Anyway, Cranston is taken out of action pretty early on, so the narrative shifts focus to Ford, Serizawa, and Admiral Stenz, head of the American anti-kaiju task force, played to crisp perfection by David Strathairn (whose marvelous speech to the troops from the trailers is sadly missing from the final cut — perhaps because they figured we’d all heard it already). Ford kind of happens to stumble into the heart of all the action through a series of contrivances while just trying to get home to his wife (Elizabeth Olsen — try not to think about the fact that she’s also playing his sister in the upcoming Avengers: Age of Ultron) and their young son. Meanwhile, Serizawa tries to talk Stenz out of his plan to use a nuke as bait to draw in and kill all three kaiju, taking the position that Godzilla’s natural role is to restore balance and that we should let the monsters fight it out. It ultimately comes down to a confrontation in San Francisco, where the mommy MUTO (which was born pregnant, just like tribbles!) has laid its eggs — a plot point surprisingly similar to the third act of the ’98 Godzilla, which I would’ve expected this film to try very hard not to remind anyone of. Although it’s handled very differently here, more of a sidebar to the main confrontation between Godzilla and the MUTOs and to Ford’s attempts to get the nuke out of the city in time to save his family.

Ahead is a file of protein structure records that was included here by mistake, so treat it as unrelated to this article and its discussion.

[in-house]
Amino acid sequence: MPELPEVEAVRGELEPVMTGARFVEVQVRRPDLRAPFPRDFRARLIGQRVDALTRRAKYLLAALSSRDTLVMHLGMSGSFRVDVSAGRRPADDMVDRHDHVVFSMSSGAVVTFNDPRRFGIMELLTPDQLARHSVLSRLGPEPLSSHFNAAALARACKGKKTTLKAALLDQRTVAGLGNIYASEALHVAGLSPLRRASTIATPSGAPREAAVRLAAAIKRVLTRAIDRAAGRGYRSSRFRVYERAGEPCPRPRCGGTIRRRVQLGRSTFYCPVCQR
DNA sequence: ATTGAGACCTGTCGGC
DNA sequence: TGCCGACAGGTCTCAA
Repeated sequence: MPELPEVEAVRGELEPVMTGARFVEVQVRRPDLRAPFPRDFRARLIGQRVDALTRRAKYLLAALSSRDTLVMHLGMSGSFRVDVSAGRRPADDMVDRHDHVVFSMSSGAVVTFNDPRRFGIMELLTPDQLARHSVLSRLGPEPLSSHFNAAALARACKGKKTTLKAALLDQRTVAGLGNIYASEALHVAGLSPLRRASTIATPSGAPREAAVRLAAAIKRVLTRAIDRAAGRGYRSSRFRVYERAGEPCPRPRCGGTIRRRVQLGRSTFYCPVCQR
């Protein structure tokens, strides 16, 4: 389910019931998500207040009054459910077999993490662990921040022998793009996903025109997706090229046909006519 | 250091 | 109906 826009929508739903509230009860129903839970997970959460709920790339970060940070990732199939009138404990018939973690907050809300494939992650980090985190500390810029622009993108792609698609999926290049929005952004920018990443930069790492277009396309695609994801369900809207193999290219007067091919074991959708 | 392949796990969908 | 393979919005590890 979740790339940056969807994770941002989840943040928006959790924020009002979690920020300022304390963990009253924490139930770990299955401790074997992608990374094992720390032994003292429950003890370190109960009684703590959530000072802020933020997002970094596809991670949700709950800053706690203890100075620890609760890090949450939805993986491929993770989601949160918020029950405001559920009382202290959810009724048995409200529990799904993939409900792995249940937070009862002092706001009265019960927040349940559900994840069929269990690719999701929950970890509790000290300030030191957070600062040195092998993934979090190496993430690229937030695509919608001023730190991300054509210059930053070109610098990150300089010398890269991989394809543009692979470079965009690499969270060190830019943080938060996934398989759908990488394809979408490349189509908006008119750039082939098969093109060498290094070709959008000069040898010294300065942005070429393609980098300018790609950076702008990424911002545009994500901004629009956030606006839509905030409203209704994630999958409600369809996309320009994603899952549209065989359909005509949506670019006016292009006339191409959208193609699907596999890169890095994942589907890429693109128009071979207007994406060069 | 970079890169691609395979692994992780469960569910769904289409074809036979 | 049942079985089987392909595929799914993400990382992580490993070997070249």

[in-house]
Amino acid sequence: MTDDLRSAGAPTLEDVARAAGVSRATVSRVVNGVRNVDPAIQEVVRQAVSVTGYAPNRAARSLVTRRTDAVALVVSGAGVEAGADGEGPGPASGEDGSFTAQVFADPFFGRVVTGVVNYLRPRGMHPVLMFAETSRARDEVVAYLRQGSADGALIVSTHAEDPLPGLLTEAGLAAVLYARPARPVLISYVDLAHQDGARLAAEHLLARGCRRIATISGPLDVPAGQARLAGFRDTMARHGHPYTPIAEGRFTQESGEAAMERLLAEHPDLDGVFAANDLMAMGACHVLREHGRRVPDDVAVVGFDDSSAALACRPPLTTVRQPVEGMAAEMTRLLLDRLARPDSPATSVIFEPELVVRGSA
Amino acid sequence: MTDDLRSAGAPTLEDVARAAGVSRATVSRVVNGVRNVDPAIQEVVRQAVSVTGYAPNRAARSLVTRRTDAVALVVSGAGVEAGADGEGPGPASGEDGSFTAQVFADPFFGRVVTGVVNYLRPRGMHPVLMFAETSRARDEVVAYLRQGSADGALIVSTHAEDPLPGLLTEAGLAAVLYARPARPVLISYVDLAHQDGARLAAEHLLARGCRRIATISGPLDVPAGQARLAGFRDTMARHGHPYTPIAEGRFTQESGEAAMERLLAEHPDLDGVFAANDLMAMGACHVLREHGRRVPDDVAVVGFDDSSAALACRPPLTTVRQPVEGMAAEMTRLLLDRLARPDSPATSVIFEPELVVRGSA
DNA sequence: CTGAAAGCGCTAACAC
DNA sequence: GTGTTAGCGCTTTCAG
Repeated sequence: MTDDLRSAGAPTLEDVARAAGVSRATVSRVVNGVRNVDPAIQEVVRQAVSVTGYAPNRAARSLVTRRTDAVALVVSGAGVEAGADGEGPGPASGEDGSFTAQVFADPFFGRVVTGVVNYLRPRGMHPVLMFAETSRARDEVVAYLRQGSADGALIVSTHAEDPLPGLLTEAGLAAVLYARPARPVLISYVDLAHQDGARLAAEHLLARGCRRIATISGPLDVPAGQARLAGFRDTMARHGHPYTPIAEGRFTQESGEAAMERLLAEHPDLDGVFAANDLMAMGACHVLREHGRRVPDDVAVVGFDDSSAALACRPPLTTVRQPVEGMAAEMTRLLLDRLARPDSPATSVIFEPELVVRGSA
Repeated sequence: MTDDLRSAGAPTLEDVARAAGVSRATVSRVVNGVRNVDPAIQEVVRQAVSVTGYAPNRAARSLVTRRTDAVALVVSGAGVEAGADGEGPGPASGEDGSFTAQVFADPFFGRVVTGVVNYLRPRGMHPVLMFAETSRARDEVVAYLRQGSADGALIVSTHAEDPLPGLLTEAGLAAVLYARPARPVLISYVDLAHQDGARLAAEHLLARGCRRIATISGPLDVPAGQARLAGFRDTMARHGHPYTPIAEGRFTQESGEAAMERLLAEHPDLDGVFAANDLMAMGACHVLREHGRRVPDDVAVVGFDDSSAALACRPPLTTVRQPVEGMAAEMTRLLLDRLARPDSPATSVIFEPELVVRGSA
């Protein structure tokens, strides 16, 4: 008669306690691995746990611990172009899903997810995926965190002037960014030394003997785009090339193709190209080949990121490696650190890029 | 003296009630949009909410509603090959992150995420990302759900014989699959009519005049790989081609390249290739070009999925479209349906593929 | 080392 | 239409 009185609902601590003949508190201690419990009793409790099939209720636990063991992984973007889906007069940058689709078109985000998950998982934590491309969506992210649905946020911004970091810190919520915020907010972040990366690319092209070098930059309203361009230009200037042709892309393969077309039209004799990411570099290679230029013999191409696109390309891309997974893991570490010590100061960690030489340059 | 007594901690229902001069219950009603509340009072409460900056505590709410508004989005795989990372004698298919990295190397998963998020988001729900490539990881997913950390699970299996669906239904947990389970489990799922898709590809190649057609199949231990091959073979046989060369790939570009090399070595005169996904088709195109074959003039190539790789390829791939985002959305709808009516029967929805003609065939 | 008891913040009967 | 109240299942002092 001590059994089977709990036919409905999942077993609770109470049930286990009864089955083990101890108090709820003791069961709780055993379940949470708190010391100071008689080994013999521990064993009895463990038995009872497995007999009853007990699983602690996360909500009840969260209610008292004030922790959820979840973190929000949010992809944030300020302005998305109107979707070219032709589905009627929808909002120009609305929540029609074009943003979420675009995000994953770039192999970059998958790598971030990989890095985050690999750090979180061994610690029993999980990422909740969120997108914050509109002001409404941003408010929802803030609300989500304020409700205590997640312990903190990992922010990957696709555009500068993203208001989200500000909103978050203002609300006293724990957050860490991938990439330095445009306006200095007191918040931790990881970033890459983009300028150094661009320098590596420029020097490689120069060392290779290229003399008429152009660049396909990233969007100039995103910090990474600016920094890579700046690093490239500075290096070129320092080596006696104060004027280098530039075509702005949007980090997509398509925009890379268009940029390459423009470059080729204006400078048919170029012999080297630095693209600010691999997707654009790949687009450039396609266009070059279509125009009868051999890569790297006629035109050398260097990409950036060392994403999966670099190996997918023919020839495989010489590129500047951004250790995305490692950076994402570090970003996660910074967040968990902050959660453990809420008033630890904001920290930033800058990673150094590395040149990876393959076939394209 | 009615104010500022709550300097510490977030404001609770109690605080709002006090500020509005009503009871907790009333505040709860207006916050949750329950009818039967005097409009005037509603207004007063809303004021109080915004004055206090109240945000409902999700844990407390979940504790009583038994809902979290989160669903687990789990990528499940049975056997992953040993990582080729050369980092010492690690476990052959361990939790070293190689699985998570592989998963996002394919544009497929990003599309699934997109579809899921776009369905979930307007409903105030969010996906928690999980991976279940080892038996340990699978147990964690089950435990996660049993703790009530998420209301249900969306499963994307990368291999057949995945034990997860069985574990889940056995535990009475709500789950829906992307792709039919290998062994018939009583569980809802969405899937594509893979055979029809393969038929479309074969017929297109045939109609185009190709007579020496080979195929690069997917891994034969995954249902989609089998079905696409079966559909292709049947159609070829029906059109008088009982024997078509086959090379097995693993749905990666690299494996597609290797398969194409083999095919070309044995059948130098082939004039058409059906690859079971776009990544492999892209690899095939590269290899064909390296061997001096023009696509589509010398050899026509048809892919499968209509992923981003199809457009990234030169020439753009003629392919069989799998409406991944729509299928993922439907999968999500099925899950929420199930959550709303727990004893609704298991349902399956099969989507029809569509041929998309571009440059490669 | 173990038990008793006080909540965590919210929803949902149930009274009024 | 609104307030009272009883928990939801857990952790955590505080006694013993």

Yes, what’s surprising here is that Godzilla is pretty unambiguously the hero. That’s not what I expected, given this film’s effort to return to the serious spirit of the original. Most of the serious-minded Godzilla movies before this have cast him as the villain, or at best as a force of nature that had a right to exist but was very, very dangerous to the puny humans in its path. The idea of Godzilla as a defender of the Earth against more ruthless monsters is generally associated with the kooky, kid-oriented films of the ’60s and ’70s. But this Godzilla is almost tame. He does unthinkingly cause a lot of damage that threatens and probably kills a lot of humans — the “tsunami” in Hawaii, the destruction of the Golden Gate Bridge (for the umpteenth time in film history) — but it comes off more as benign neglect than anything else, and the casualties are mostly off-camera, so it doesn’t really make Godzilla seem all that scary. Maybe it would be enough, though, if it weren’t for certain beats that make Godzilla seem almost solicitous of humans, like when he dives beneath an aircraft carrier rather than smashing it (although his wake does threaten to capsize some other ships), or at one moment where he’s fallen in battle and makes eye contact with Ford, his fellow protagonist, in what’s essentially a moment of bonding. We’ve seen other movies where Godzilla deigned to notice an individual human (King Ghidorah, Godzilla 2000), but in those cases he destroyed them a moment later. This is the friendliest Godzilla we’ve seen onscreen since 1975. Honestly I find that a little disappointing. Also puzzling, given that the first time he met humans, they tried to nuke him. You’d think he’d see us as more of a threat, or at least an annoyance. But I guess this Godzilla was designed with a franchise in mind — the alpha predator charged with preserving the Earth’s balance as more of those ancient radiation-feeding critters are drawn to the surface by the energies of the atomic age.